In January 2001, singer/songwriter/bassist Sachiho Kudomi was vacationing on the Big Island of Hawaii with her rock star husband, Donto, and their two young sons. While they were watching a performance of a hula dedicated to the goddess Pele at Hawaii Volcanoes National Park, Donto suddenly fell over, and was rushed by ambulence to the Hilo Medical Center. The next day he was pronounced dead from a brain anurism at 38 years of age. Sachiho decided that Pele wanted to keep him as her own.
Sachiho returned to Hawaii Island a year later for a memorial service at the largest Buddhist temple in Hilo. Several dozen of Donto’s fans flew over from Japan for the service, which featured a musical performance by Sachiho’s all woman trance music band, Amana.
In between the times I recorded Music from Living on the Earth (January 2000) and Living in Hawaii Style (spring 2001) at Sea-West Studios in Pahoa, Hawaii, Sachiho recorded the CD “Rainbow Island” there with world beat band Umi No Sachi, noticed owner/engineer Rick Keefer’s copy of Music from Living on the Earth and recognized the cover of Living on the Earth. “Oh!” she exclaimed, “Very famous book!” Rick put us in touch by email, and the next thing I knew, I was organizing a Hawaii Island concert tour for Amana to follow the memorial service for Donto in Hilo. I had worked hard on the publicity, and we had large, enthusiastic crowds at every show.
Hiromi, the percussionist, also invited Toshi and Masaha, the members of her other band, Dinkadunk, to play between Amana’s sets. Hiromi learned to drum in Africa (and her daughter Tapiwa is half Zimbabwean).
Yoko Nema sings and plays instruments from India, where she goes often to study Indian music and buy merchandise for Tata Bazaar, her gift store in Naha, Okinawa.
About a dozen of Donto’s fans followed us from venue to venue, attending every concert. A couple of them brought their copies of Living on the Earth (Japanese edition) for me to sign. One night I performed one of my autobiographical story shows, and Toshi, whose interpreting skills are excellent, translated my entire show into Japanese for Donto’s fans as I was telling it.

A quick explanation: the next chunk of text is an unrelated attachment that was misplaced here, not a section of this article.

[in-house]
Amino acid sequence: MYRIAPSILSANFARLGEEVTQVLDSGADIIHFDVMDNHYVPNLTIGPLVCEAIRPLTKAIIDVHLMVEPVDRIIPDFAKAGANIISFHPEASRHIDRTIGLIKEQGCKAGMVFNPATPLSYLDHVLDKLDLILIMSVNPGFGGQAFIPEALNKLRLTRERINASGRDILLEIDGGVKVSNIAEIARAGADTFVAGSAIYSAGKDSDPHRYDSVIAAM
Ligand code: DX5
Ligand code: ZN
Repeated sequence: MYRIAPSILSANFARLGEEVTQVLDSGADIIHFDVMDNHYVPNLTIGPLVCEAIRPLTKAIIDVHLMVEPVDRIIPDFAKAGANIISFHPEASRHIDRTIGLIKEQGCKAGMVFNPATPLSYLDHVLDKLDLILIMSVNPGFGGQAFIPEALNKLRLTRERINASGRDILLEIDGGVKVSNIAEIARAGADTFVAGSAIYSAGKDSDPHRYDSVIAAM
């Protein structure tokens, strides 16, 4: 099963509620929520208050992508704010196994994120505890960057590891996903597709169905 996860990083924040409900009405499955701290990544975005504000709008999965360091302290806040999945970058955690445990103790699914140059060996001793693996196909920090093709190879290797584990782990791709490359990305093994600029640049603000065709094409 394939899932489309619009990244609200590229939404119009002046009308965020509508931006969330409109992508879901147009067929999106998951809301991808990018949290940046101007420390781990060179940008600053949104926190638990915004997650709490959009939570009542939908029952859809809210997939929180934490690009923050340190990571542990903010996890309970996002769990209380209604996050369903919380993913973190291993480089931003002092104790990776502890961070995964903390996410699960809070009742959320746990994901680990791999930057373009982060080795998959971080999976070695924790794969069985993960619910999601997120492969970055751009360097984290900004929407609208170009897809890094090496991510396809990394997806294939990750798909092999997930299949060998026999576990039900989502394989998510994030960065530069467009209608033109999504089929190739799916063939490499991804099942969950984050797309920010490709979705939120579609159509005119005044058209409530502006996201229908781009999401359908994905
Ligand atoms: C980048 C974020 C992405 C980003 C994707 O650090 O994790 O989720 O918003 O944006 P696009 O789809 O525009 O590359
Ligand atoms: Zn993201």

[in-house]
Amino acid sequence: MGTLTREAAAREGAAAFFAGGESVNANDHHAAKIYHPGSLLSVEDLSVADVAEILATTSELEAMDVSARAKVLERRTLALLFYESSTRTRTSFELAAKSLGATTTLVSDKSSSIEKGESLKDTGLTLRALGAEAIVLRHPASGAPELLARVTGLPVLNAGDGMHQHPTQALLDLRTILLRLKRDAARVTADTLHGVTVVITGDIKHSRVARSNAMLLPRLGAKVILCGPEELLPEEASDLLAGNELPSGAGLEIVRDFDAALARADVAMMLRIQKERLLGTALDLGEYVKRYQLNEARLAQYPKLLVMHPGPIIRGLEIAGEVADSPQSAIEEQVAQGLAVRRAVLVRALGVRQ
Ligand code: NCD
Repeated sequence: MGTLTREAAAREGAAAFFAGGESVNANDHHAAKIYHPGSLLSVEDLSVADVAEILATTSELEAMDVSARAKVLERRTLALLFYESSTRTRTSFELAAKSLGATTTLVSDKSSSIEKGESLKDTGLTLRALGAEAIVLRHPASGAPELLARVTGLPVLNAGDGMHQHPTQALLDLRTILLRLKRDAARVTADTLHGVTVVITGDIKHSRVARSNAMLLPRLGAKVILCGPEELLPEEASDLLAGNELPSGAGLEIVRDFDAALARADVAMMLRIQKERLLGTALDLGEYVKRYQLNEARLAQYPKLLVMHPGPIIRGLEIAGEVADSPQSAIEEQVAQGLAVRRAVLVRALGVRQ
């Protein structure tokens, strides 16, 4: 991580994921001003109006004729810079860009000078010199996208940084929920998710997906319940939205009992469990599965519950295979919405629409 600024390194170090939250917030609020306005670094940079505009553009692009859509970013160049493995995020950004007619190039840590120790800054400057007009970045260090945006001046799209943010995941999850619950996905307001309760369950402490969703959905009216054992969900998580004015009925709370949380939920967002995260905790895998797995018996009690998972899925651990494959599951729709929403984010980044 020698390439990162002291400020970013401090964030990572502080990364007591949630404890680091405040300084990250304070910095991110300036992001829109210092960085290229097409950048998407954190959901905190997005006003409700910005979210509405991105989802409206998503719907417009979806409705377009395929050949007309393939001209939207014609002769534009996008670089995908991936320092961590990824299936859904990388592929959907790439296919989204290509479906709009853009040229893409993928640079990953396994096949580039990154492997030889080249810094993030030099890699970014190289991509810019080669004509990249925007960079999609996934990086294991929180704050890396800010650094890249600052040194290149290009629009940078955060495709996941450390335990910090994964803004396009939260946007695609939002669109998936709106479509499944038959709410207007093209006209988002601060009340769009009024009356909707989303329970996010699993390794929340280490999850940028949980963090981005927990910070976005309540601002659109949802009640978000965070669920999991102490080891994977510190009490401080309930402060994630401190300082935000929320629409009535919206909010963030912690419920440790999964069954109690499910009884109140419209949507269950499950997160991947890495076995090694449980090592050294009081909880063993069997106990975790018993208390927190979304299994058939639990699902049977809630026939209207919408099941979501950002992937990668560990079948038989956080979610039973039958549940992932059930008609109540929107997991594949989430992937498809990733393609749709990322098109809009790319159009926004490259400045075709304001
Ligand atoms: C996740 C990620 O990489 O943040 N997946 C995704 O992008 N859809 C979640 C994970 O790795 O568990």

The three band members all brought along their beautiful, happy, elementary school age children, who never squabbled, screamed demands, complained they were bored, or refused to eat what they were served. For an entire week I observed these amazing children, harmoniously playing together or quietly playing alone, utterly unlike almost every single child I’d ever met in the USA.
The band and their families stayed in a big rental home near the oceanfront volcanic warm ponds in lower Puna. When we traveled to the other side of the island, we camped out with friends of mine who have a botanical garden in Captain Cook. We had as much fun as friends can have together in a week’s time, making music together, laughing, sharing stories and meals.
I am looking forward to traveling with Sachiho and her band again in Japan some day! (Note from 20 years later: I did twelve concert tours in Japan, from 2006 to 2019, and almost all of them included collaborations and family reunions with Sachiho, Hiromi and Yoko.)